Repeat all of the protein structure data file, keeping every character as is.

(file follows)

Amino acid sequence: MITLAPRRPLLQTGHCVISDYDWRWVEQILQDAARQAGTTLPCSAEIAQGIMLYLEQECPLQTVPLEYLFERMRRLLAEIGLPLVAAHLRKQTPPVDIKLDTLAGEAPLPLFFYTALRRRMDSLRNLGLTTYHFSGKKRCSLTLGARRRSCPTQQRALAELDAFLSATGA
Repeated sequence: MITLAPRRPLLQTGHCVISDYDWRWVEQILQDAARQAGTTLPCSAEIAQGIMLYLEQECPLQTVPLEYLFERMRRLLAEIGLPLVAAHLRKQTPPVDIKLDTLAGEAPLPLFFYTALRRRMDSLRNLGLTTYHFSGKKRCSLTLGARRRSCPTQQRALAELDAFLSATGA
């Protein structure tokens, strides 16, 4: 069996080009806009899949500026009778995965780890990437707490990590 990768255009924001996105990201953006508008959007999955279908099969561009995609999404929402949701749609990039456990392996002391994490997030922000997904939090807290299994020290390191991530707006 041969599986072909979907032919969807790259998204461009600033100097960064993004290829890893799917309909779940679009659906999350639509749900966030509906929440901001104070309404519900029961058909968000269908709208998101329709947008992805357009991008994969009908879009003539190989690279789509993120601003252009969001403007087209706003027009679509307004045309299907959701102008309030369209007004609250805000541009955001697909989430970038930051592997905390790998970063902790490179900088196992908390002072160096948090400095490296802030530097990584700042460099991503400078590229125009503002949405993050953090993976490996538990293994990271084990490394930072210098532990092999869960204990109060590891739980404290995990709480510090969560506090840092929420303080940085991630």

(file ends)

Amino acid sequence: MITLAPRRPLLQTGHCVISDYDWRWVEQILQDAARQAGTTLPCSAEIAQGIMLYLEQECPLQTVPLEYLFERMRRLLAEIGLPLVAAHLRKQTPPVDIKLDTLAGEAPLPLFFYTALRRRMDSLRNLGLTTYHFSGKKRCSLTLGARRRSCPTQQRALAELDAFLSATGA
Repeated sequence: MITLAPRRPLLQTGHCVISDYDWRWVEQILQDAARQAGTTLPCSAEIAQGIMLYLEQECPLQTVPLEYLFERMRRLLAEIGLPLVAAHLRKQTPPVDIKLDTLAGEAPLPLFFYTALRRRMDSLRNLGLTTYHFSGKKRCSLTLGARRRSCPTQQRALAELDAFLSATGA
């Protein structure tokens, strides 16, 4: 069996080009806009899949500026009778995965780890990437707490990590 990768255009924001996105990201953006508008959007999955279908099969561009995609999404929402949701749609990039456990392996002391994490997030922000997904939090807290299994020290390191991530707006 041969599986072909979907032919969807790259998204461009600033100097960064993004290829890893799917309909779940679009659906999350639509749900966030509906929440901001104070309404519900029961058909968000269908709208998101329709947008992805357009991008994969009908879009003539190989690279789509993120601003252009969001403007087209706003027009679509307004045309299907959701102008309030369209007004609250805000541009955001697909989430970038930051592997905390790998970063902790490179900088196992908390002072160096948090400095490296802030530097990584700042460099991503400078590229125009503002949405993050953090993976490996538990293994990271084990490394930072210098532990092999869960204990109060590891739980404290995990709480510090969560506090840092929420303080940085991630």